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UB's Addiction Medicine Fellowship One of First 10 Accredited by American Board of Addiction Medicine Foundation

By Lois Baker

Release Date: May 9, 2011

BUFFALO, N.Y. -- An addiction medicine fellowship developed by University at Buffalo's Department of Family Medicine is one of the nation's first 10 postgraduate addiction medicine residencies accredited by the American Board of Addiction Medicine Foundation.

Richard Blondell, MD, UB professor in the Department of Family Medicine, director of the addiction residency and chair of the foundation's Training and Accreditation Committee, said of the residency: "Accrediting these and future training programs will provide assurance to the American public that addiction medicine physicians have the knowledge and skills to prevent, recognize and treat addiction."

The accredited residency will begin July 1.

The new training program in addiction medicine has been established at a time of increasing promise for addiction treatment, and increased need for trained treatment providers, the foundation noted.

Kevin Kunz, MD, foundation president, said physician specialists in addiction medicine will bring unique skills and competencies to the treatment team, using all appropriate treatment approaches to contribute to prevention and the care of individuals and families.

Currently there are no addiction medicine residencies among the 8,890 American Council of Graduate Medical Education (ACGME) accredited residency programs in the nation's hospitals.

The addiction medicine residency accreditation process is modeled on residencies in other fields, such as cardiology and sleep medicine, Blondell said. These one- or two-year programs, which have a 12-month core educational component, will include rotations through inpatient and outpatient settings, with electives to round out residents' training.

"Someone coming in with a pediatric background may want to do an elective in taking care of adults, while an internist might want three months in psychiatry," Blondell said.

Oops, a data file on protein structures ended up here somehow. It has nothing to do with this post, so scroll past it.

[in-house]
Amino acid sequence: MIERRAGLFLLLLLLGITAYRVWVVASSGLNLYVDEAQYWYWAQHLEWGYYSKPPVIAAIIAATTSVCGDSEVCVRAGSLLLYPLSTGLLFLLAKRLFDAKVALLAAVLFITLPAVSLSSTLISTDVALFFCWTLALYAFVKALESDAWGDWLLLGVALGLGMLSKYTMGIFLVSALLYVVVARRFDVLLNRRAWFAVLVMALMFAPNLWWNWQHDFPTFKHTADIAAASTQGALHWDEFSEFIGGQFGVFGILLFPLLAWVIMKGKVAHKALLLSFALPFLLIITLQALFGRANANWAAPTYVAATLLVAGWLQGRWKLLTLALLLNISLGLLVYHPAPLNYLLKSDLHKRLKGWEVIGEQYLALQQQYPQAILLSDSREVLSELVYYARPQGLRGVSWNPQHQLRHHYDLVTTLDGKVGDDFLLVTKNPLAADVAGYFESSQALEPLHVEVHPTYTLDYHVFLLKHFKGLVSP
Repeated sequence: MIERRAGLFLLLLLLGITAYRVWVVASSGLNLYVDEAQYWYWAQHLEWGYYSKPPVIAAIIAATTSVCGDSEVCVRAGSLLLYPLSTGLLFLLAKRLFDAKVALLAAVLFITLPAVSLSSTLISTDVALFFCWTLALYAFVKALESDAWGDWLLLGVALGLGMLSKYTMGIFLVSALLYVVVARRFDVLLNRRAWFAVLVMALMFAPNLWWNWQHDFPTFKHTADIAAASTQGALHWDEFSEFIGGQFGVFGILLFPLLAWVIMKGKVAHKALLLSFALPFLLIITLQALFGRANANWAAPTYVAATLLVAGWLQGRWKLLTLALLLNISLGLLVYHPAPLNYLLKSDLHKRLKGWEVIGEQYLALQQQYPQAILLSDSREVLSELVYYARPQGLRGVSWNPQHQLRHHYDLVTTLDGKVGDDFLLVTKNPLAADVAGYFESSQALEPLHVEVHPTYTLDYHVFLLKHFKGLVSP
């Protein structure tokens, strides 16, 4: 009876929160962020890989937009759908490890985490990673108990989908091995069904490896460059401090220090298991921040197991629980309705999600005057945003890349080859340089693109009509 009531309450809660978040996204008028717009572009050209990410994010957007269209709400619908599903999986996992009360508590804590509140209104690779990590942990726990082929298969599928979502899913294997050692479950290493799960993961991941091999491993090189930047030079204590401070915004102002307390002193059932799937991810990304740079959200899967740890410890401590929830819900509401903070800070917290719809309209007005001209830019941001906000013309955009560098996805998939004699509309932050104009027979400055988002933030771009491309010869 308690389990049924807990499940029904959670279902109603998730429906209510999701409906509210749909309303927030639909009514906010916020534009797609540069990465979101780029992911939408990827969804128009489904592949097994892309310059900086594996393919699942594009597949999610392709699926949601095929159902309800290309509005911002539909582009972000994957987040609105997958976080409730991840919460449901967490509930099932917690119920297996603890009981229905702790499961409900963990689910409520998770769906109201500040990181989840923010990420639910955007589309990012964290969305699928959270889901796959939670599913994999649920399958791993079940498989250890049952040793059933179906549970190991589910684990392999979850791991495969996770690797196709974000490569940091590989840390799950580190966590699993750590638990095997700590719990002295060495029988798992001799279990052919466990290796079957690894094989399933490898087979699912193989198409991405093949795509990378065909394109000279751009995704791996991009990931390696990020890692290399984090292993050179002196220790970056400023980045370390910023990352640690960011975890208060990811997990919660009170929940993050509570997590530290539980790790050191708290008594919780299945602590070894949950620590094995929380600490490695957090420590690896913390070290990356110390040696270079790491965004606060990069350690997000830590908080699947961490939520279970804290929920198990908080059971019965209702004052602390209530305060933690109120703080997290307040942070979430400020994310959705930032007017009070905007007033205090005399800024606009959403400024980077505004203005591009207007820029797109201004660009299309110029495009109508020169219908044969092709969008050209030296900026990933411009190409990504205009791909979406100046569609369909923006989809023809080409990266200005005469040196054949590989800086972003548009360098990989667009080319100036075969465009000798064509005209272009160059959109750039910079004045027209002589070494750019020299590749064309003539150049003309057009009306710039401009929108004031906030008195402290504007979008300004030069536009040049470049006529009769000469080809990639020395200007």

Inpatient rotations may include a hospital-based rehabilitation program or medically managed residential program, while outpatient rotations may involve addiction medicine consult services or opioid replacement or maintenance programs.

"One-quarter of the program requirements will be determined by the program director, depending on the resources of the community," Blondell noted. "One medical school might have a really good addiction medicine consultation service that the residents can be assigned to, while in another city, a resident may have to rotate through several services, such as psychiatry and pain management, to get a similar experience."

The impact of the program is expected to be felt as soon as July 2012, when the first graduates, who already have completed the first-year requirements, finish the program.

"There will begin to be a real formal identity to the specialty," Blondell says, "and from that will flow changes in practice patterns, education and the public's perception of addiction as a medical problem.

"Addiction to prescription drugs has become a widespread problem among patients of all ages, and as a result, the need for more specialists to treat these patients has grown. We hope that these residencies allow more people who suffer with addiction to get the help they need."

In addition to the UB's School of Medicine and Biomedical Sciences residency, the following universities were accredited to provide addiction medicine residencies: Boston University Medical Center, Boston, Mass.; Geisinger Health System, Waverly, Pa.; St. Luke's and Roosevelt Hospitals, New York, N.Y.; University of Florida College of Medicine, Gainesville, Fla.; University of Hawaii John A. Burns School of Medicine, Honolulu, Hawaii; University of Cincinnati College of Medicine -- VA Medical Center, Cincinnati, Ohio; University of Maryland Medical System, Baltimore, Md.; University of Minnesota Medical School, Minneapolis, Minn.; and University of Wisconsin School of Medicine and Public Health, Madison, Wis.

The University at Buffalo is a premier research-intensive public university, a flagship institution in the State University of New York system and its largest and most comprehensive campus. UB's more than 28,000 students pursue their academic interests through more than 300 undergraduate, graduate and professional degree programs. Founded in 1846, the University at Buffalo is a member of the Association of American Universities.